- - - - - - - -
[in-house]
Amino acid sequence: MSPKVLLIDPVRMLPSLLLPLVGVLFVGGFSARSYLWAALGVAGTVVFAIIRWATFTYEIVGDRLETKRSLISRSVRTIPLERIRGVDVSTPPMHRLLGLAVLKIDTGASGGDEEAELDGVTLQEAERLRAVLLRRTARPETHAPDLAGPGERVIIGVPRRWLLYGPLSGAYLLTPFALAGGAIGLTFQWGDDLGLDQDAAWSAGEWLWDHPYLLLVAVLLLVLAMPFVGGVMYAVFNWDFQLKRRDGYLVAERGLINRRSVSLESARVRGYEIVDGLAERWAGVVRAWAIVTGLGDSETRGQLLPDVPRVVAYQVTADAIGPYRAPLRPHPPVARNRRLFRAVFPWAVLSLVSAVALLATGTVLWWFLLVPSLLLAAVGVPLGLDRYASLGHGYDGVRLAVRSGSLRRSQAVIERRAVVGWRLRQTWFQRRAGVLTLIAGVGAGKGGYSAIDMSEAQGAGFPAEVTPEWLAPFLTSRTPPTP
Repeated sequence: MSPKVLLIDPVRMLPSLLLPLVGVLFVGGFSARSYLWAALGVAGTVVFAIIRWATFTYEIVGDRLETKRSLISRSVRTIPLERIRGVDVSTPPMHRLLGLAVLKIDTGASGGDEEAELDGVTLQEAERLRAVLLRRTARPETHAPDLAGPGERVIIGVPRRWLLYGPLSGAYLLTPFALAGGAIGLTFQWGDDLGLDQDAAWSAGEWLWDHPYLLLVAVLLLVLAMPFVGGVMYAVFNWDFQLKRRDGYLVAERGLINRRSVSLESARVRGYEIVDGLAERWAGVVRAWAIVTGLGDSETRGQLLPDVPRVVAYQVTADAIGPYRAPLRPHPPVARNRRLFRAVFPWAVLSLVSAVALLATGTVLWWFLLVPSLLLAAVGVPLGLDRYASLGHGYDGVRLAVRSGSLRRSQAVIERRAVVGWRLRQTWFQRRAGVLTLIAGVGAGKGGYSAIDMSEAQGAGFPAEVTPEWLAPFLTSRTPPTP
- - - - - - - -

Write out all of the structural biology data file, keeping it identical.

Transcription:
[in-house]
Amino acid sequence: MSPKVLLIDPVRMLPSLLLPLVGVLFVGGFSARSYLWAALGVAGTVVFAIIRWATFTYEIVGDRLETKRSLISRSVRTIPLERIRGVDVSTPPMHRLLGLAVLKIDTGASGGDEEAELDGVTLQEAERLRAVLLRRTARPETHAPDLAGPGERVIIGVPRRWLLYGPLSGAYLLTPFALAGGAIGLTFQWGDDLGLDQDAAWSAGEWLWDHPYLLLVAVLLLVLAMPFVGGVMYAVFNWDFQLKRRDGYLVAERGLINRRSVSLESARVRGYEIVDGLAERWAGVVRAWAIVTGLGDSETRGQLLPDVPRVVAYQVTADAIGPYRAPLRPHPPVARNRRLFRAVFPWAVLSLVSAVALLATGTVLWWFLLVPSLLLAAVGVPLGLDRYASLGHGYDGVRLAVRSGSLRRSQAVIERRAVVGWRLRQTWFQRRAGVLTLIAGVGAGKGGYSAIDMSEAQGAGFPAEVTPEWLAPFLTSRTPPTP
Repeated sequence: MSPKVLLIDPVRMLPSLLLPLVGVLFVGGFSARSYLWAALGVAGTVVFAIIRWATFTYEIVGDRLETKRSLISRSVRTIPLERIRGVDVSTPPMHRLLGLAVLKIDTGASGGDEEAELDGVTLQEAERLRAVLLRRTARPETHAPDLAGPGERVIIGVPRRWLLYGPLSGAYLLTPFALAGGAIGLTFQWGDDLGLDQDAAWSAGEWLWDHPYLLLVAVLLLVLAMPFVGGVMYAVFNWDFQLKRRDGYLVAERGLINRRSVSLESARVRGYEIVDGLAERWAGVVRAWAIVTGLGDSETRGQLLPDVPRVVAYQVTADAIGPYRAPLRPHPPVARNRRLFRAVFPWAVLSLVSAVALLATGTVLWWFLLVPSLLLAAVGVPLGLDRYASLGHGYDGVRLAVRSGSLRRSQAVIERRAVVGWRLRQTWFQRRAGVLTLIAGVGAGKGGYSAIDMSEAQGAGFPAEVTPEWLAPFLTSRTPPTP